Digger Wasps In Your Soil

Monday, May 23, 2022

A few years ago, I discovered some strange holes in my lawn. They were too small to be related to termites and I got worried about what they would be. I had been struggling to grow beautiful grass and had tried many different varieties... I certainly wasn't ready for an additional issue related to the yard! It turned out, that these holes were the entrances to the nests of some digger wasps. I asked my brother, an agronomist with more than 20 years of experience, and two friends who are agricultural engineers what they would recommend I do. My online research provided a lot of information and I wanted to let these insects be. I wasn't sure though. I know any creature was made for a specific purpose and what was annoying me was that I probably would have to stop walking barefoot in my garden. The whole purpose of trying so hard to grow a more or less uniform grass was to be as close to the earth as I could in my small property...

To sum it up, wasps are not as harmful as we are taught to believe. There are more than 15 different types. The one I spotted today in my planter seems to be from the ones widespread across North America. They are important pollinators, just like their fellow bees. The females, unlike the males, have stingers. They don't guard their nests and will not be aggressive if you don't provoke or attack them. Their sting can cause an allergic reaction, just like a bee's. Digger wasps also feed on bugs and provide awesome natural pest control. Additionally, they help the soil soak water and get aerated and are solitary beings. They are not easy to detect: you will need to wait for the sun to have set or the temperatures to be cooler to spot them. These wasps dig to build their nests underground and the females will inspect the tunnel before bringing in their prey and laying down their eggs on it. The small holes that represent the entrances are then closed. The mother dies and next summer, the larvae she laid will feed on the killed insect and will come out when it is time for them to hunt on their own.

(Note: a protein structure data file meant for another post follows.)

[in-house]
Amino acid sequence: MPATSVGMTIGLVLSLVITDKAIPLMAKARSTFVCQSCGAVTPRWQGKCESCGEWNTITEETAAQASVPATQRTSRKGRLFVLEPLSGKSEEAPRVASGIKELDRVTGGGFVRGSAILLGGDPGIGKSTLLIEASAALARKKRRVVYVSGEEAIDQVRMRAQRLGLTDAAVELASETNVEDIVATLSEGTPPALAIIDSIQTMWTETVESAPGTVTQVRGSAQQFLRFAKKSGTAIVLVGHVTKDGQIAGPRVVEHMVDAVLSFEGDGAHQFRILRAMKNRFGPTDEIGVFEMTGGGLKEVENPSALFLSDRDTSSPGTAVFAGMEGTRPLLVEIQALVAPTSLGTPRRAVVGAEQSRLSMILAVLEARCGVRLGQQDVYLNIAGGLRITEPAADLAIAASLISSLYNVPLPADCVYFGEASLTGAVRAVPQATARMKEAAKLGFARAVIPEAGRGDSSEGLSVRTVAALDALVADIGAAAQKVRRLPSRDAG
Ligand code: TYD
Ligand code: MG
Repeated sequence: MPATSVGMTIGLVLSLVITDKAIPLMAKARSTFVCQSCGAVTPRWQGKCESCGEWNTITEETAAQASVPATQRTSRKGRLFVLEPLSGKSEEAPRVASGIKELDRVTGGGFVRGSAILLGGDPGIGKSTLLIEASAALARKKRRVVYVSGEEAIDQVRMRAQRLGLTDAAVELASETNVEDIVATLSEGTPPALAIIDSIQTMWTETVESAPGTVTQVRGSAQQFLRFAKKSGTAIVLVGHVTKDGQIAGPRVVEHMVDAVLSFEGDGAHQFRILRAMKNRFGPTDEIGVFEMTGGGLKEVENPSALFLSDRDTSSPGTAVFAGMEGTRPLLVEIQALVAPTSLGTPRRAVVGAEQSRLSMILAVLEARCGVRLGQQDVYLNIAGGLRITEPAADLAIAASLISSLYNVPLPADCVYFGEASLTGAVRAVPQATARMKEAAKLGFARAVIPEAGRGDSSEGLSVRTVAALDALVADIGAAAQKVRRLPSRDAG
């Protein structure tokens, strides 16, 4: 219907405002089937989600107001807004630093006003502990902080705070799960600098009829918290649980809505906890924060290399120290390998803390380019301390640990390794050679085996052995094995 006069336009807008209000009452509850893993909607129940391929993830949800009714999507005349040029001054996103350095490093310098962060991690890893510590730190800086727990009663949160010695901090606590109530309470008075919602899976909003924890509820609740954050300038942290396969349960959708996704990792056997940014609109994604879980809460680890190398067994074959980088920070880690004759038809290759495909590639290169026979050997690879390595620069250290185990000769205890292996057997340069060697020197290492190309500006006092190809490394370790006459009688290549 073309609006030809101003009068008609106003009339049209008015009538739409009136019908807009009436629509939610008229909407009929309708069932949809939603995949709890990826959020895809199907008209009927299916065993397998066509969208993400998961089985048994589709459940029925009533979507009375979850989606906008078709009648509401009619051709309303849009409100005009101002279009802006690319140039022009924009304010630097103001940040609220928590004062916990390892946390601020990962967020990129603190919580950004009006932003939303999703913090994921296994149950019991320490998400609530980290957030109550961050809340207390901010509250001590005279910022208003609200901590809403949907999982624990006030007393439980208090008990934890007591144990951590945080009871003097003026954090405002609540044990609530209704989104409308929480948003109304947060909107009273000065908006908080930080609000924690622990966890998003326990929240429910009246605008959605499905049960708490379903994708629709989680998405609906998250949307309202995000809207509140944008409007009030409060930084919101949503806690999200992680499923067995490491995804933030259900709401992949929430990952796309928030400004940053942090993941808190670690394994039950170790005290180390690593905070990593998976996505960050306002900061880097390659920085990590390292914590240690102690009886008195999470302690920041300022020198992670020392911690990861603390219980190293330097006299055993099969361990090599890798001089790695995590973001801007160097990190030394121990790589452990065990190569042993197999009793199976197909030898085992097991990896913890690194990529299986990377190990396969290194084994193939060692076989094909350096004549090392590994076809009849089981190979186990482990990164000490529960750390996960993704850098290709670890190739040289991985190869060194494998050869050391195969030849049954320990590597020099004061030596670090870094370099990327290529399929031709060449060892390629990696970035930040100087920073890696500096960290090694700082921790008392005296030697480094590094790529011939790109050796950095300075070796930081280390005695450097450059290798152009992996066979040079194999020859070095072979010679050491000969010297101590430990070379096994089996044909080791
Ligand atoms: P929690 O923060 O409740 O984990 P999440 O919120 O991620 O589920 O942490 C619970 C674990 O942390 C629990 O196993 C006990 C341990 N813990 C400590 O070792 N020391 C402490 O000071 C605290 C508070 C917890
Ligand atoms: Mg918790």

If you are sure you want to get rid of the digger wasps in your backyard, please consider using natural ways to do it, such as modifying the type of your garden's soil. There is no need to pour chemicals into the soil for that! You can plant more as they tend to look for even the smallest spots that are barren. You can add mulch to make it harder for them to dig through your ground. Or even add soil as a top layer so that the ground is not as sandy or easy to dig through. Remember: these insects are not bugs. They actually are pest managers. And their presence can indicate the upcoming summer weather, as my grandpa used to tell us. After the past long and colder than usual winter we experienced this year, I suppose informing you that high temperatures are to be expected in July and August will make more than one of you happy

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